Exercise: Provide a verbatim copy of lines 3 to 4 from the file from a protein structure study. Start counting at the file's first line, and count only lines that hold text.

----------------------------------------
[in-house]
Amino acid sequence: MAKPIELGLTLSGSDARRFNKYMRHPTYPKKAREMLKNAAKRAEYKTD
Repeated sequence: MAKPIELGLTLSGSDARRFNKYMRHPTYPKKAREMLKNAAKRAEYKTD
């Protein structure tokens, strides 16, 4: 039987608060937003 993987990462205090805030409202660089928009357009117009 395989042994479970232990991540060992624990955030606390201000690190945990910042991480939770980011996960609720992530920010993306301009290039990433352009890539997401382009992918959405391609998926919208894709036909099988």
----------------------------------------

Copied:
Repeated sequence: MAKPIELGLTLSGSDARRFNKYMRHPTYPKKAREMLKNAAKRAEYKTD
């Protein structure tokens, strides 16, 4: 039987608060937003 993987990462205090805030409202660089928009357009117009 395989042994479970232990991540060992624990955030606390201000690190945990910042991480939770980011996960609720992530920010993306301009290039990433352009890539997401382009992918959405391609998926919208894709036909099988």